Review Your IT /Technology Policies
- Infrastructure check: Review the availability of laptops and the capacity of your remote access technologies to accommodate more people working from home.
- Ensure your data is secure and that confidential information is protected: As more employees use their own or work-issued devices to access office networks from home, provide clear instructions on how to use your remote systems, and make sure your IT policy that covers the use of these devices is up-to-date.
- Beware of increased cyber threats: Hackers are using malicious file attachments/links disguised as legitimate content about coronavirus in phishing scams. Remind your workforce to avoid clicking on any unsolicited or suspicious links sent to them. When seeking information, go directly to official sources such as the CDC, the World Health Organization, and OSHA.
Consider the Use of Pay Cards and Electronic Funds Delivery (Direct Deposit)
It may be useful to offer employees a convenient alternative to going to the office to pick up their paycheck or visiting a bank or check cashing facility. Pay cards can be used like a debit card, avoiding the need to handle cash and coins. Check with an HR legal advisor before implementing the use of pay cards, as laws vary by state.
Communicate Your Company’s Health and Wellness Offerings
If your employees participate in a company-sponsored medical plan, make sure employees know about all support services available to members. Providers such as Aetna, Teladoc, CVS Health, Health Advocate, and others offer valuable services such as telemedicine and prescription refills for maintenance medications, and various Employee Assistant Program (EAP) support resources.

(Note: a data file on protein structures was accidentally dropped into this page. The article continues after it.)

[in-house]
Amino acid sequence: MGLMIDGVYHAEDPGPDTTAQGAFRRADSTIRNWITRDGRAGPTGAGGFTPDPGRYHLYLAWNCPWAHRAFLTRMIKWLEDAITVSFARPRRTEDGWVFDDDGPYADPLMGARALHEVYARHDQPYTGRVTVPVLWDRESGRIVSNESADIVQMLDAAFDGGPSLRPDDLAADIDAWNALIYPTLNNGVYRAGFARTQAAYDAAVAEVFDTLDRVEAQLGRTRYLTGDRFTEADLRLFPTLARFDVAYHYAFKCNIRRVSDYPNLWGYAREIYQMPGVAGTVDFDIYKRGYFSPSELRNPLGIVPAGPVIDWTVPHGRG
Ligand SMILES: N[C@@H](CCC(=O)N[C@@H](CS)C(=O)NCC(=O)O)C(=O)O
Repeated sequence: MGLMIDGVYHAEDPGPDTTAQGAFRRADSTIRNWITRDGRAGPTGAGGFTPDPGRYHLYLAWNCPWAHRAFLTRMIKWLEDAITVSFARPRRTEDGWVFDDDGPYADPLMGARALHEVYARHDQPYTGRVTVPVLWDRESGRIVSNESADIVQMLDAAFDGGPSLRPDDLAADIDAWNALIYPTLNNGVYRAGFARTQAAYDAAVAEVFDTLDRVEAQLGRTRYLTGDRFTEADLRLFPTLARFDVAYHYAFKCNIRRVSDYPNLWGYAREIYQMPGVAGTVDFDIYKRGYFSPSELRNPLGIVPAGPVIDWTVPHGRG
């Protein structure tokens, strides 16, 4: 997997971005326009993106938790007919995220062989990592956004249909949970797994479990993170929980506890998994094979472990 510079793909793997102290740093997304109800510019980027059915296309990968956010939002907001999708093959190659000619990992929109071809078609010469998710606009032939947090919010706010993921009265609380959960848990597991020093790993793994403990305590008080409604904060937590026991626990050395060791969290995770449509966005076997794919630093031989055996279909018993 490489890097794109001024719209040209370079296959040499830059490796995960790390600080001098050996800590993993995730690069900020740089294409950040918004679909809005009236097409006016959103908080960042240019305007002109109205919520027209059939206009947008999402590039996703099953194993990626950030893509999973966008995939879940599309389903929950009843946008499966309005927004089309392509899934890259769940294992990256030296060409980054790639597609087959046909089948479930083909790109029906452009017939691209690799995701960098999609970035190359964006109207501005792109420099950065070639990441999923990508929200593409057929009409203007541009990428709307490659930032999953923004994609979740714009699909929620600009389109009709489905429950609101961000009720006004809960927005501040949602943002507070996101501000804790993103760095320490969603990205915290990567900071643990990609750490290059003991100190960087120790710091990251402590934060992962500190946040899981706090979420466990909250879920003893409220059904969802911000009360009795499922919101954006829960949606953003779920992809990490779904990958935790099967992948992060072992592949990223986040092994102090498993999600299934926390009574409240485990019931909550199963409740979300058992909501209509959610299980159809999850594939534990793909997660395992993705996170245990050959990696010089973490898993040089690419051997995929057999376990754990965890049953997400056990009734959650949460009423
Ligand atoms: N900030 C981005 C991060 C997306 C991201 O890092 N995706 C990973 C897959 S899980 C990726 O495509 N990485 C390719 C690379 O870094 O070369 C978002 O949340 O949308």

Risk Management and Workers’ Compensation Guidance
What happens if an employee acquires COVID-19 and believes they acquired the virus at work – is this covered by workers’ compensation?
It depends. Workers’ compensation is governed by state law, and all 50 states have different provisions regarding whether a disease is an occupational disease and thus covered under the workers’ compensation policy.
The state where the employee/employer is located, the type of work the employee performs and the nature of work provided will have an impact. In most states, front-line healthcare professionals and first responders may have coverage under the workers’ compensation policy if they indicate that they acquired the disease while at work. For all other employees, in most states, they will need to provide proof that the work environment placed them at a greater risk for acquiring the disease, or that there was something “peculiar” about the work environment that placed them at a higher risk of exposure than the general public.
If an employee notifies their employer that they have the disease and they believe they acquired it at work, the employer should file a claim with their workers’ compensation carrier immediately and allow the insurance professionals to determine whether the claim is covered by workers’ compensation laws.
Guidance from OSHA
The Occupational Safety and Health Administration (OSHA) requires employers to provide a work environment that is free from hazards that are likely to cause death or serious physical harm.
OSHA has developed interim guidance to help prevent worker exposure to COVID-19. Other best practices for prevention:
- Reinforce that employees wash their hands and use hand sanitizer with at least 60% alcohol.
- Evaluate the cleanliness of the work environment and clean and disinfect frequently touched surfaces daily.
- Institute social distancing policies and use virtual resources for meetings.
Communicate, Communicate, Communicate
For ongoing guidance on the risks of infection and prevention of exposure to COVID-19, employers should closely monitor global, federal, state, and local agency resources and keep their employees and clients informed, often.